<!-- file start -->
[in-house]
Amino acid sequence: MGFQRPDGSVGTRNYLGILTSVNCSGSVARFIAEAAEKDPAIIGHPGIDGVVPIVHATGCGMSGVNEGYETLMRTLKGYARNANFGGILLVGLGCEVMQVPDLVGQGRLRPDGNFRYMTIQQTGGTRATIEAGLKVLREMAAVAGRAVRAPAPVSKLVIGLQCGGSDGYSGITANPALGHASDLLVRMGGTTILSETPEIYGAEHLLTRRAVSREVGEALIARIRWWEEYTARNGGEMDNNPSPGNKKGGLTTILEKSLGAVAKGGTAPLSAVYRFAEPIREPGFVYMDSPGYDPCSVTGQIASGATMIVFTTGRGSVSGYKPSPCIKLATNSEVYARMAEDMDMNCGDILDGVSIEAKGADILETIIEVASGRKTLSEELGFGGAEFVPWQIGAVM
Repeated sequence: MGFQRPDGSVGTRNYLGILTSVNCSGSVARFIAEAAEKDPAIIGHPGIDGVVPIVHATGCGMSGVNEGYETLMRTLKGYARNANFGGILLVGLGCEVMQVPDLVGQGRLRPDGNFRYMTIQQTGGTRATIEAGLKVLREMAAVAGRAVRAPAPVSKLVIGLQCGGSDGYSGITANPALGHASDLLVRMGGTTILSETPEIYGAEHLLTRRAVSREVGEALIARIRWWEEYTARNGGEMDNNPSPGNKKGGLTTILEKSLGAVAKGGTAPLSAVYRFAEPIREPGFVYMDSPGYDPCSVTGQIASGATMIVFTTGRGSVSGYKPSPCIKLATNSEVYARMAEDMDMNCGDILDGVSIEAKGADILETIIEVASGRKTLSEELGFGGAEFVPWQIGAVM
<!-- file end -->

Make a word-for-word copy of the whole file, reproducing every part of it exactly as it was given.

[in-house]
Amino acid sequence: MGFQRPDGSVGTRNYLGILTSVNCSGSVARFIAEAAEKDPAIIGHPGIDGVVPIVHATGCGMSGVNEGYETLMRTLKGYARNANFGGILLVGLGCEVMQVPDLVGQGRLRPDGNFRYMTIQQTGGTRATIEAGLKVLREMAAVAGRAVRAPAPVSKLVIGLQCGGSDGYSGITANPALGHASDLLVRMGGTTILSETPEIYGAEHLLTRRAVSREVGEALIARIRWWEEYTARNGGEMDNNPSPGNKKGGLTTILEKSLGAVAKGGTAPLSAVYRFAEPIREPGFVYMDSPGYDPCSVTGQIASGATMIVFTTGRGSVSGYKPSPCIKLATNSEVYARMAEDMDMNCGDILDGVSIEAKGADILETIIEVASGRKTLSEELGFGGAEFVPWQIGAVM
Repeated sequence: MGFQRPDGSVGTRNYLGILTSVNCSGSVARFIAEAAEKDPAIIGHPGIDGVVPIVHATGCGMSGVNEGYETLMRTLKGYARNANFGGILLVGLGCEVMQVPDLVGQGRLRPDGNFRYMTIQQTGGTRATIEAGLKVLREMAAVAGRAVRAPAPVSKLVIGLQCGGSDGYSGITANPALGHASDLLVRMGGTTILSETPEIYGAEHLLTRRAVSREVGEALIARIRWWEEYTARNGGEMDNNPSPGNKKGGLTTILEKSLGAVAKGGTAPLSAVYRFAEPIREPGFVYMDSPGYDPCSVTGQIASGATMIVFTTGRGSVSGYKPSPCIKLATNSEVYARMAEDMDMNCGDILDGVSIEAKGADILETIIEVASGRKTLSEELGFGGAEFVPWQIGAVM